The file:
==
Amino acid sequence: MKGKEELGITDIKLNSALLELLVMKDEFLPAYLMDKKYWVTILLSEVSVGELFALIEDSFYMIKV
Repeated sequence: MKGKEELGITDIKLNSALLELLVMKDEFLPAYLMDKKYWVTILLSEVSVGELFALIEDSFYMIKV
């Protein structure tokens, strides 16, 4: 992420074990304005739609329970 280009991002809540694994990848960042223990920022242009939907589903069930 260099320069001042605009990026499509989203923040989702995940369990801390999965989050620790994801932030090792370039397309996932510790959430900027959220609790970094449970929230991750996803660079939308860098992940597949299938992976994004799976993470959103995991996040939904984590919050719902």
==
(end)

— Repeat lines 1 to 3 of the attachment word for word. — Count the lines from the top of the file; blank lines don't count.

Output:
Amino acid sequence: MKGKEELGITDIKLNSALLELLVMKDEFLPAYLMDKKYWVTILLSEVSVGELFALIEDSFYMIKV
Repeated sequence: MKGKEELGITDIKLNSALLELLVMKDEFLPAYLMDKKYWVTILLSEVSVGELFALIEDSFYMIKV
């Protein structure tokens, strides 16, 4: 992420074990304005739609329970 280009991002809540694994990848960042223990920022242009939907589903069930 260099320069001042605009990026499509989203923040989702995940369990801390999965989050620790994801932030090792370039397309996932510790959430900027959220609790970094449970929230991750996803660079939308860098992940597949299938992976994004799976993470959103995991996040939904984590919050719902």